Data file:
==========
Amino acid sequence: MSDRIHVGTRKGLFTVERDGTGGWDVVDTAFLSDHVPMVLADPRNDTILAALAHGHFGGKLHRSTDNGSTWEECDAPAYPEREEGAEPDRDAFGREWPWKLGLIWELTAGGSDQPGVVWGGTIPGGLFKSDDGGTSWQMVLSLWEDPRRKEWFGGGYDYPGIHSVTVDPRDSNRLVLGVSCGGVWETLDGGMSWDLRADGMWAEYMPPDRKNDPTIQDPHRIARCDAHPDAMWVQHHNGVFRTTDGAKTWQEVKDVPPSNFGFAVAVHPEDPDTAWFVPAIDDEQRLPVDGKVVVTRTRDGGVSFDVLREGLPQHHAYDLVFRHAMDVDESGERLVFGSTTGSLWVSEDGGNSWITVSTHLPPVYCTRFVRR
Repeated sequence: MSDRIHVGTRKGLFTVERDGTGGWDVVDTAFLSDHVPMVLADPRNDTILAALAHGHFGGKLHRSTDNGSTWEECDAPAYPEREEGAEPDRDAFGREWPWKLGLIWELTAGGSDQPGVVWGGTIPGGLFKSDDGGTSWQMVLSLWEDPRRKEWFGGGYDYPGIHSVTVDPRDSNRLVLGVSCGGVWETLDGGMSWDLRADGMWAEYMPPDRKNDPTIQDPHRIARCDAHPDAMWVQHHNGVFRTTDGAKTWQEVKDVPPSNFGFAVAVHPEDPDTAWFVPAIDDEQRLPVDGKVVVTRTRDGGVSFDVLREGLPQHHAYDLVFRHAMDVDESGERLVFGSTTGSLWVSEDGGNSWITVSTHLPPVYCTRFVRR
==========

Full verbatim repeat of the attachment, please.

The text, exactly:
Amino acid sequence: MSDRIHVGTRKGLFTVERDGTGGWDVVDTAFLSDHVPMVLADPRNDTILAALAHGHFGGKLHRSTDNGSTWEECDAPAYPEREEGAEPDRDAFGREWPWKLGLIWELTAGGSDQPGVVWGGTIPGGLFKSDDGGTSWQMVLSLWEDPRRKEWFGGGYDYPGIHSVTVDPRDSNRLVLGVSCGGVWETLDGGMSWDLRADGMWAEYMPPDRKNDPTIQDPHRIARCDAHPDAMWVQHHNGVFRTTDGAKTWQEVKDVPPSNFGFAVAVHPEDPDTAWFVPAIDDEQRLPVDGKVVVTRTRDGGVSFDVLREGLPQHHAYDLVFRHAMDVDESGERLVFGSTTGSLWVSEDGGNSWITVSTHLPPVYCTRFVRR
Repeated sequence: MSDRIHVGTRKGLFTVERDGTGGWDVVDTAFLSDHVPMVLADPRNDTILAALAHGHFGGKLHRSTDNGSTWEECDAPAYPEREEGAEPDRDAFGREWPWKLGLIWELTAGGSDQPGVVWGGTIPGGLFKSDDGGTSWQMVLSLWEDPRRKEWFGGGYDYPGIHSVTVDPRDSNRLVLGVSCGGVWETLDGGMSWDLRADGMWAEYMPPDRKNDPTIQDPHRIARCDAHPDAMWVQHHNGVFRTTDGAKTWQEVKDVPPSNFGFAVAVHPEDPDTAWFVPAIDDEQRLPVDGKVVVTRTRDGGVSFDVLREGLPQHHAYDLVFRHAMDVDESGERLVFGSTTGSLWVSEDGGNSWITVSTHLPPVYCTRFVRR